In Anniston, Alabama as a genre bender is “Think Sanity”. This alternative rock band is formed by five members–Andie Johnson, Trent Johnson, Jack Vermuth, Christopher Collins and Will Halverson. The blend of precise drums with heartfelt vocals along with a few twirls on eclectic guitar makes them unique enough. The band was established by the couple, Trent and Andie in 2017 before going on a break but returned two years later armed with new enthusiasm. There were two turning points in their musical development when drummer Christopher Collins and guitarist Will Halverson joined the group.
The release of their 2018, “Think Safely,”reflects the band’s ability to create a unique sound. Lead guitarist Jack Vermuth sheds light on the band’s work, influences and how they create as a team. Life struggles are the source of Think Sanity’s inspiration and even if they tend to be emotionally laden, there is always a positive perception when listening to their effort.
And as they thrive in the ever-changing music world, Think Sanity binds together its spirit of cooperation rather than competition to instill unity among musicians around them. Do not miss this opportunity to participate in a close interview with these talented artists who think that working together is essential for making the musical world colorful and diverse.
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What is your stage name
Jack here! Usually it’s just Jack and then there’s Andie, Trent, Chris and Will. I think Will is probably the only one who kind of has a stage name, whom we occasionally refer to as “Heavy Edge” because he plays a seven string guitar.
Is there a story behind your stage name?
Trent: We’ve never really had personal stage names, but as for the band name a good friend of ours jokingly suggested “artificial think sanity” which happened to be a lyric in a song that we wrote a few years before. We ended up dropping the artificial and just stuck with ThinkSanity, and the moniker has kind of fit us ever since.
Jack: for as long as I can remember, I’ve been called many different nicknames “Jack be nimble, Jackwagon, Jack-“ well, you get it, so usually it’s just Jack. It’s kind of a way of taking back my name.
Where do you find inspiration?
The band tends to find inspiration in daily life and the trials of maintaining a positive mental state through whatever life throws at us
Andie: I listen to music all the time and I am constantly on the hunt for new and interesting sounds. My songs spring from my emotions. I feel music very deeply and it helps keep me grounded, or alternatively discover new worlds.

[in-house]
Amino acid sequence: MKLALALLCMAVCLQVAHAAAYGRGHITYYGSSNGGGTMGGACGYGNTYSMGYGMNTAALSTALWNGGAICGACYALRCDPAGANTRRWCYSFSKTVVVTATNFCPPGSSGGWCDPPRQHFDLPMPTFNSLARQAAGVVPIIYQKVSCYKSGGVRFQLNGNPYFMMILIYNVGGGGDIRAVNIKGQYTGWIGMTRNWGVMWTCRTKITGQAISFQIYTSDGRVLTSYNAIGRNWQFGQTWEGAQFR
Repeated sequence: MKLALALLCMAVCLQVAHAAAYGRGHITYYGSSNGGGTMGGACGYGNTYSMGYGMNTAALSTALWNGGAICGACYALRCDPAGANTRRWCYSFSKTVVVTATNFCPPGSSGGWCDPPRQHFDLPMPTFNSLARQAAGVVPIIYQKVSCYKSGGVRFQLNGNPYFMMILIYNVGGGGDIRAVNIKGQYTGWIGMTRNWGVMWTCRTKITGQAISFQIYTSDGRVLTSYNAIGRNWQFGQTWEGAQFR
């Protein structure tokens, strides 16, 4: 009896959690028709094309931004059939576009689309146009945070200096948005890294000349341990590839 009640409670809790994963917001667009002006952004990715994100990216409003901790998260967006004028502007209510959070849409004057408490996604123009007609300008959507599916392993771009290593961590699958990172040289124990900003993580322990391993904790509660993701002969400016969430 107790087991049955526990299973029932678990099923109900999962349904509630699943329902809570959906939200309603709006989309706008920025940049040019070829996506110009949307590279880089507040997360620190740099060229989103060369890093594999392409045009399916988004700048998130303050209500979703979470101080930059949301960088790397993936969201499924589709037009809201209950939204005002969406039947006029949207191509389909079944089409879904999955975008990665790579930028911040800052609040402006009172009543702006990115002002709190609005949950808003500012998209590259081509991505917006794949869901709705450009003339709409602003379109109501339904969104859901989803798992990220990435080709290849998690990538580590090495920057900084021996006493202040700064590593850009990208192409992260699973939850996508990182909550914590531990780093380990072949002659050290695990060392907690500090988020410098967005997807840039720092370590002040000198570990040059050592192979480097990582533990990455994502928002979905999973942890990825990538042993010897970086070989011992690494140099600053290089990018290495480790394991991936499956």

Chris: I find inspiration from my peers and predecessors. Those around me that supported me from the beginning and that work every day beside me. I try and take each day as an opportunity to prove myself worthy of such a great environment.
Will: I find inspiration from those bands and musicians out there that make me feel like I need to practice. Polyphia, animals as leaders, and their dogs were astronauts are the bands I can think of that are really pushing what the guitar can do.
What was the role of music in the early years of your life?
For me, Jack, music served as a release and escape from moving around while I was growing up. Friends came and went, but music stayed. When I got to be old enough to play, I never looked back.
Trent: I lucked out and got to go to a lot of small concerts with my dad when I was little and it really gave me an appreciation for music and performing in just the atmosphere that all that can bring. To the point you know where I did the classic thing of poisoning my family’s computer with limewire to download every random song I could think of wanting to emulate the songs I was listening to
Chris: My family definitely played a role in my musical journey. My grandparents were the fronts for a regional rock and roll group and later in their life formed a touring southern gospel with my parents. My Father was a drummer/bassist and my Mother a singer.
Will: I hated school and band class was the one hour of escape I got from it. My middle school band director Luke Manning was very good about showing us new music that was different from what I was used to so I developed an appreciation for music from then on.
Andie: I have been singing on stage since the age of two and i started playing piano around 6 or 7
I grew up on mostly Christian music, but I had found a sense of spirituality in and of the music itself for as long as I can remember. I have always been very sensitive to the way music moves me
Are you from a musical or artistic family?
Trent: personally no, I think the closest thing I have is an uncle who does gospel music. But growing up music was never really a big thing in my family other than listening to it. So trying to learn it on my own was quite challenging at times.
Will: definitely not. Most of my family are people people or numbers people. I’m the only one who ever really developed a love for music.
Andie: My mother sings and plays guitar and my dad drums. My dad was even in a touring Christian rock band in his early twenties.
Jack: more like musical adjacent. They’ve played at differing levels. My great grandmother had a doctorate of music from what I remember.
Who inspired you to be a part of the music industry?
I think the desire to write and release our music is the main factor. But all of us truly love being musicians.
How did you learn to sing/write/to play?
Trent: well, I’ve always liked writing so I’ve always scribbled down lyrical ideas ever since I was a teenager. As for playing, I lied and said that I could play bass to impress a girl (my now wife and the band’s singer) and lucked out and had good enough friends that actually helped me learn how to play.
Chris: Many different ways, by rote in my childhood and then classical training from high school and college.